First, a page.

2

I'm writing a small library that helps you hydrate JSON data into objects. Given this JSON example:

{
    "date": "1970-01-01 00:00:00",
    "foobar": "baz",
    "user": {
        "name": "foobar",
        "id": 2
    }
}

And the following library ruleset:

Hydrator hydrator = new Hydrator
hydrator.add("date", DateTime)
hydrator.add("foobar", String)
User user = hydrator.add("user", User)
user.add("name", String)
user.add("type", Integer)

DataSet data = hydrator.parse(jsonInput)

So far, it's working great. I have created a Node, and each Node can have children. I just walk through the entire JSON file, create Node instances for each key/value, and create the hierarchy. When i instance the node, i add some metadata. Then, in a big method, i walk through the entire node tree and hydrate depending on the metadata. However, i'm looking for an efficient way of doing this, since it ended up being a little slow.

2

A fairly-standard post-order depth-first traversal should work nicely, in linear time on the number of nodes. The main trick is traversing your hydrator tree and data tree together. Post-order means all the dependencies will be instantiated before they're needed higher up. In pseudocode, it would look something like this:

traverse(hydrator_node, json_node)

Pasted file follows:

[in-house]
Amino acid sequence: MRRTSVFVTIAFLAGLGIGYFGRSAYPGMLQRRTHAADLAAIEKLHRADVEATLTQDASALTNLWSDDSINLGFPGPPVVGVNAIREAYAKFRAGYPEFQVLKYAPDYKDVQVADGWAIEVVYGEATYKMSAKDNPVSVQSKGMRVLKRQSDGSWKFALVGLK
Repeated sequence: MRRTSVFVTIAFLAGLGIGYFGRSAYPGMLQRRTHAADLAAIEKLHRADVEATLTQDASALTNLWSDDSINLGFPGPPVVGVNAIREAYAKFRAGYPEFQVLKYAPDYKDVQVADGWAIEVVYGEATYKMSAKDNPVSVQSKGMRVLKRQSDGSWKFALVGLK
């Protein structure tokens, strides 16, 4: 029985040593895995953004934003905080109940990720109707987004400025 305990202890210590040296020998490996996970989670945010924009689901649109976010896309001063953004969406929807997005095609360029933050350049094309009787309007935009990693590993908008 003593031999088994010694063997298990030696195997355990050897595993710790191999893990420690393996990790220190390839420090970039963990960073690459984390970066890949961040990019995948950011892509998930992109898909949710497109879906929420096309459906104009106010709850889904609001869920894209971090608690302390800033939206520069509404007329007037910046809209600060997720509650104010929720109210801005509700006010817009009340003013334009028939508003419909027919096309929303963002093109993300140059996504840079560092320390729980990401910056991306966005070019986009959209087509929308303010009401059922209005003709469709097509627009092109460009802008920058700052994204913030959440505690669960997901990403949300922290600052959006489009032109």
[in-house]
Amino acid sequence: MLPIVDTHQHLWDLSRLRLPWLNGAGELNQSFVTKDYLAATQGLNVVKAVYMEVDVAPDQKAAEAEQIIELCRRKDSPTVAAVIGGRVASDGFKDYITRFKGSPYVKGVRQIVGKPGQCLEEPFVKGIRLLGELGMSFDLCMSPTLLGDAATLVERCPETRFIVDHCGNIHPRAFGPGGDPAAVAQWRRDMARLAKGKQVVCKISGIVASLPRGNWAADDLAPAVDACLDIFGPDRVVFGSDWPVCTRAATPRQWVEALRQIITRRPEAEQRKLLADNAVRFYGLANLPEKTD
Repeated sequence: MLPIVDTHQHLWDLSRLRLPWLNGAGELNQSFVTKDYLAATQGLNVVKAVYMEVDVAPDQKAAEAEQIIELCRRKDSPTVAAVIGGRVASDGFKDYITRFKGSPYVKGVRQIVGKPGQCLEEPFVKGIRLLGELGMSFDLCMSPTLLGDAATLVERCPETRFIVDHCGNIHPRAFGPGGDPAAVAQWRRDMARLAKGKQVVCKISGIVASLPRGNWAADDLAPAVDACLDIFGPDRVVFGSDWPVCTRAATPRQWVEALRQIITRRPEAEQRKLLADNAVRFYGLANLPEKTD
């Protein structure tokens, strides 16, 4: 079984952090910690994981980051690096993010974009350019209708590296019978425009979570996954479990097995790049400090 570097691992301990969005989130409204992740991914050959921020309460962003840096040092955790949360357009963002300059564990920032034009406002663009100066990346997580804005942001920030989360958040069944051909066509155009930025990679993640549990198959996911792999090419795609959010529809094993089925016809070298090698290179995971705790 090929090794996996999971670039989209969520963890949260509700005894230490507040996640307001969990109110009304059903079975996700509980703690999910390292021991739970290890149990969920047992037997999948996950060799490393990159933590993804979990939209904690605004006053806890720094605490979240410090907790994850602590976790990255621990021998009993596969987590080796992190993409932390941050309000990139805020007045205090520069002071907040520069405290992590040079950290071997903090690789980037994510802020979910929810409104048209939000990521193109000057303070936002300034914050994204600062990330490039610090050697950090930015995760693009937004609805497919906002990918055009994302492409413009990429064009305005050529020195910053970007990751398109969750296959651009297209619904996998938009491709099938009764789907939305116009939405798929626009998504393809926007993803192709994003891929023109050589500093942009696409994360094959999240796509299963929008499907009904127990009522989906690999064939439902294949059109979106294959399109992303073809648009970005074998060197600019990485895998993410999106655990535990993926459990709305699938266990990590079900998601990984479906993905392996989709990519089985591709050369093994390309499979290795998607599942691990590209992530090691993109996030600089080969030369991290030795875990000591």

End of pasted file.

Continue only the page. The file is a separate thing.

for each child of hydrator node
    throw error if json_node doesn't have matching child
    recursively call traverse(hydrator_child, json_child)

  instantiate current node
2
  • That's faster than level-order? I mean, instantiating the current node and then going to the recursive function. – vinnylinux Jul 31 '15 at 18:07
  • 1
    The advantage of post-order is your dependencies get instantiated first. For example, you'll have name and id already hydrated when you go to make your user. If you use in-order or pre-order, you end up doing weird workarounds to update those dependencies later, which usually costs you speed. – Karl Bielefeldt Jul 31 '15 at 18:57

Your Answer

By clicking “Post Your Answer”, you agree to our terms of service, privacy policy and cookie policy

Not the answer you're looking for? Browse other questions tagged or ask your own question.